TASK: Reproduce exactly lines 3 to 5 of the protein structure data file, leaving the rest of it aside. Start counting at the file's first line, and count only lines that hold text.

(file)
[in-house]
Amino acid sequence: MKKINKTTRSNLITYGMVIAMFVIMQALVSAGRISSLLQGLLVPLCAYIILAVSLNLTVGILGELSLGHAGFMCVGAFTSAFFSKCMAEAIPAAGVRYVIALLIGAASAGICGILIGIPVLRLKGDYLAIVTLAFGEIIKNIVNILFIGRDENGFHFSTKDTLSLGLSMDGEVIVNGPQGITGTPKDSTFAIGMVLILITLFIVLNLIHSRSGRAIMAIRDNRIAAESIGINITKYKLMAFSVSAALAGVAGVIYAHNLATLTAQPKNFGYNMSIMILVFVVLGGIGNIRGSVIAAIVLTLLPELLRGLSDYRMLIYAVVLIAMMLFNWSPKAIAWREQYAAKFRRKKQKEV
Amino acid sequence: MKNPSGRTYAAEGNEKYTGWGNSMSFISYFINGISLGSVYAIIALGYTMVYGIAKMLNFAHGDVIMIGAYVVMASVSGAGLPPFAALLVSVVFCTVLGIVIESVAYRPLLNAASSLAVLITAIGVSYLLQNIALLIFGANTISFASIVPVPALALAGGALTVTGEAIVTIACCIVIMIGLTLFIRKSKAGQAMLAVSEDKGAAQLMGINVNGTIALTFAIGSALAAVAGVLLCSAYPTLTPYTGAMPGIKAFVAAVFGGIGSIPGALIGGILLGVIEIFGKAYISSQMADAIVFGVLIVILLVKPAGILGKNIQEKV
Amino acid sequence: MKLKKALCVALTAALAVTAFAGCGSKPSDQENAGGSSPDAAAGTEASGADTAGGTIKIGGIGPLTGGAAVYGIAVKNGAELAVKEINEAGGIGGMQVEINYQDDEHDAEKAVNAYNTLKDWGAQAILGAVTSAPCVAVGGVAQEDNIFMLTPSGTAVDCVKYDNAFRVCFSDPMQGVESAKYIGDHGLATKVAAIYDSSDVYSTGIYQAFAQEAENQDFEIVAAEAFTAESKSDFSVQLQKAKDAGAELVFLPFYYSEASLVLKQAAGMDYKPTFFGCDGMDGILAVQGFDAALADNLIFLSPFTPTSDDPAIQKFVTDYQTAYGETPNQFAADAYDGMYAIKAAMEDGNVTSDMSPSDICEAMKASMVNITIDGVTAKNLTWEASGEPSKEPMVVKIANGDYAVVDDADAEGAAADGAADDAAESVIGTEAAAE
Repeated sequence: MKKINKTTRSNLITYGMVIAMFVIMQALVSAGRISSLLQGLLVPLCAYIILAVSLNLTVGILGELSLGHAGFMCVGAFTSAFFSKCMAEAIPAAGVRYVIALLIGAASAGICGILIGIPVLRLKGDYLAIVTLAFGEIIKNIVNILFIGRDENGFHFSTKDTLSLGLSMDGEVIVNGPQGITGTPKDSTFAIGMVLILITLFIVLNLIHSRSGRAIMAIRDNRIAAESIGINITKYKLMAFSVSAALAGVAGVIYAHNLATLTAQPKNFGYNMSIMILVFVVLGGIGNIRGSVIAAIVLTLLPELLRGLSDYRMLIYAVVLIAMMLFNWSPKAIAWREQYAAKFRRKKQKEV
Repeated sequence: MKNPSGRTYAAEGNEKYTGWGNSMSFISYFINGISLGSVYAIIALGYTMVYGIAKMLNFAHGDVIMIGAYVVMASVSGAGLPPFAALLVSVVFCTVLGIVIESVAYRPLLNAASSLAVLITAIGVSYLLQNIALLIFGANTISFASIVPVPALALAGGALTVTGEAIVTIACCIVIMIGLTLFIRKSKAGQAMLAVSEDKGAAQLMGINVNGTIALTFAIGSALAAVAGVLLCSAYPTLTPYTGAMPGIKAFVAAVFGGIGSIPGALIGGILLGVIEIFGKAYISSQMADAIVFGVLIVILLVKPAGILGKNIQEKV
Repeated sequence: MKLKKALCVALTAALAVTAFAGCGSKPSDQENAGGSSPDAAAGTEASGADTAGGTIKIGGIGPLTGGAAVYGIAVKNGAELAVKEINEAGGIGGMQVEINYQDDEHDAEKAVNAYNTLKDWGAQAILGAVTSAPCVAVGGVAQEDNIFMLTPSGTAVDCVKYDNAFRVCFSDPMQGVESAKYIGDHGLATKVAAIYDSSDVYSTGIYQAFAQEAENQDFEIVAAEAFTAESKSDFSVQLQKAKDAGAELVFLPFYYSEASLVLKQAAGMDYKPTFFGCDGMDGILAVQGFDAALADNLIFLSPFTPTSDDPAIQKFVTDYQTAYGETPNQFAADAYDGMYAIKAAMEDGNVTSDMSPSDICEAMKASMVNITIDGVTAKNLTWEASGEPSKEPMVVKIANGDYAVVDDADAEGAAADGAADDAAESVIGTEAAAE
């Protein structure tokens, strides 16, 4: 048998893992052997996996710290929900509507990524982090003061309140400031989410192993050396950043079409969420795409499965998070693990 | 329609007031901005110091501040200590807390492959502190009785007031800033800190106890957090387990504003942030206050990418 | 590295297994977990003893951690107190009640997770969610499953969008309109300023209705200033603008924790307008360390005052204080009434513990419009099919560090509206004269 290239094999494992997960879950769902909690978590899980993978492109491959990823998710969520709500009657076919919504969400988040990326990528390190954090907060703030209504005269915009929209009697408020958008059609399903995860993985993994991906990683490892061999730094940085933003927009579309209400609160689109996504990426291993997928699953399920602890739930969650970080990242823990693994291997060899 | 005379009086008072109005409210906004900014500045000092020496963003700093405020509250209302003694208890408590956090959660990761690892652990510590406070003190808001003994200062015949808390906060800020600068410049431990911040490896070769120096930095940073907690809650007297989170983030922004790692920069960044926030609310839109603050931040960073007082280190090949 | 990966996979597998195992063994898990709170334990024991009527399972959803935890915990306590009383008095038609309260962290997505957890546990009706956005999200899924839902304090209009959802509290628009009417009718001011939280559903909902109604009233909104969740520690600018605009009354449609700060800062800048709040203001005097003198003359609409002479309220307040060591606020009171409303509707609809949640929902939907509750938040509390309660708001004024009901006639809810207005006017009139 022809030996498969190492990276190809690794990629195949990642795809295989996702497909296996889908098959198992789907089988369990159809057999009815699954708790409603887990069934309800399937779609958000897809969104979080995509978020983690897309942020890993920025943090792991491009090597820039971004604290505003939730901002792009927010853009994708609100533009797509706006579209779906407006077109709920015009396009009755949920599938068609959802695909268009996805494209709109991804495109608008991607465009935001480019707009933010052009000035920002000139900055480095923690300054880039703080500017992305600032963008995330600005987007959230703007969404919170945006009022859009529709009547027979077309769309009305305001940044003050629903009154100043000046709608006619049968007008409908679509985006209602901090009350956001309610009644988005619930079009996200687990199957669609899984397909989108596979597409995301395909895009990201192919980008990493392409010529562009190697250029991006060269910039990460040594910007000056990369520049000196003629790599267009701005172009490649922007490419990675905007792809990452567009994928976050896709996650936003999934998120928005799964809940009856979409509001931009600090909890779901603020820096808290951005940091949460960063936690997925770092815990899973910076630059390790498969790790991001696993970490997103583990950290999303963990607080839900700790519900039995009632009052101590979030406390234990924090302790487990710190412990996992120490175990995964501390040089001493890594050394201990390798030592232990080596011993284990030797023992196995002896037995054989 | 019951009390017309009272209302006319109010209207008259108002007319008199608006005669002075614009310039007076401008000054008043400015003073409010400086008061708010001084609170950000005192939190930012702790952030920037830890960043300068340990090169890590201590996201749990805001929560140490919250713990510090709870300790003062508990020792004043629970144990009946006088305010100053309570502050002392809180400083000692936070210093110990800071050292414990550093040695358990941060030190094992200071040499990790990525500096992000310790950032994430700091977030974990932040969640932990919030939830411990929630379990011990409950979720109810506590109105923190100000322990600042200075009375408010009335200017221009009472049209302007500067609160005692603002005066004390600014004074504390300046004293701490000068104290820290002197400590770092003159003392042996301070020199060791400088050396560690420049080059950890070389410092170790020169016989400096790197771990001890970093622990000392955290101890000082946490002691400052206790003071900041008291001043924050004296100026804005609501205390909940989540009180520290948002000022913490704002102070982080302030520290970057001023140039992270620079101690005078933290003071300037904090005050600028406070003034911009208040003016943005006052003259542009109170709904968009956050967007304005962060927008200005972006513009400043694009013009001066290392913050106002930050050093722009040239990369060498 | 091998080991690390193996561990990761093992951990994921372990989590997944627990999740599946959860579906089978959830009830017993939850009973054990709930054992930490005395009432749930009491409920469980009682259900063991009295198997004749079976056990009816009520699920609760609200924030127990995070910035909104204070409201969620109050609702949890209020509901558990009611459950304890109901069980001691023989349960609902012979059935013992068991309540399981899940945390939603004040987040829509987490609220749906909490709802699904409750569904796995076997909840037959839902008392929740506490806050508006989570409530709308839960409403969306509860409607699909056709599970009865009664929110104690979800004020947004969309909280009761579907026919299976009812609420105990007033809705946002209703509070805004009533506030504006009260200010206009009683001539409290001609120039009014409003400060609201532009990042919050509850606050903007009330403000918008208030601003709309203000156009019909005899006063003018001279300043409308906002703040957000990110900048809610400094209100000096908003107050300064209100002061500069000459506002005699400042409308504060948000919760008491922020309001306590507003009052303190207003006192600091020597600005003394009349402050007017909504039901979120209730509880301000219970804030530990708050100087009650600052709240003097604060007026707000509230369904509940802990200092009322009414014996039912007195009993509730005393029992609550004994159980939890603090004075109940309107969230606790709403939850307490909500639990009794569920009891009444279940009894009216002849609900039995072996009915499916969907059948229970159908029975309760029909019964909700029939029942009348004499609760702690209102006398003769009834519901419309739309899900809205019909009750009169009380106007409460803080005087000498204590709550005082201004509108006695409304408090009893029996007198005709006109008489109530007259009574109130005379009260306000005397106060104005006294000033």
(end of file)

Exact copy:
Amino acid sequence: MKNPSGRTYAAEGNEKYTGWGNSMSFISYFINGISLGSVYAIIALGYTMVYGIAKMLNFAHGDVIMIGAYVVMASVSGAGLPPFAALLVSVVFCTVLGIVIESVAYRPLLNAASSLAVLITAIGVSYLLQNIALLIFGANTISFASIVPVPALALAGGALTVTGEAIVTIACCIVIMIGLTLFIRKSKAGQAMLAVSEDKGAAQLMGINVNGTIALTFAIGSALAAVAGVLLCSAYPTLTPYTGAMPGIKAFVAAVFGGIGSIPGALIGGILLGVIEIFGKAYISSQMADAIVFGVLIVILLVKPAGILGKNIQEKV
Amino acid sequence: MKLKKALCVALTAALAVTAFAGCGSKPSDQENAGGSSPDAAAGTEASGADTAGGTIKIGGIGPLTGGAAVYGIAVKNGAELAVKEINEAGGIGGMQVEINYQDDEHDAEKAVNAYNTLKDWGAQAILGAVTSAPCVAVGGVAQEDNIFMLTPSGTAVDCVKYDNAFRVCFSDPMQGVESAKYIGDHGLATKVAAIYDSSDVYSTGIYQAFAQEAENQDFEIVAAEAFTAESKSDFSVQLQKAKDAGAELVFLPFYYSEASLVLKQAAGMDYKPTFFGCDGMDGILAVQGFDAALADNLIFLSPFTPTSDDPAIQKFVTDYQTAYGETPNQFAADAYDGMYAIKAAMEDGNVTSDMSPSDICEAMKASMVNITIDGVTAKNLTWEASGEPSKEPMVVKIANGDYAVVDDADAEGAAADGAADDAAESVIGTEAAAE
Repeated sequence: MKKINKTTRSNLITYGMVIAMFVIMQALVSAGRISSLLQGLLVPLCAYIILAVSLNLTVGILGELSLGHAGFMCVGAFTSAFFSKCMAEAIPAAGVRYVIALLIGAASAGICGILIGIPVLRLKGDYLAIVTLAFGEIIKNIVNILFIGRDENGFHFSTKDTLSLGLSMDGEVIVNGPQGITGTPKDSTFAIGMVLILITLFIVLNLIHSRSGRAIMAIRDNRIAAESIGINITKYKLMAFSVSAALAGVAGVIYAHNLATLTAQPKNFGYNMSIMILVFVVLGGIGNIRGSVIAAIVLTLLPELLRGLSDYRMLIYAVVLIAMMLFNWSPKAIAWREQYAAKFRRKKQKEV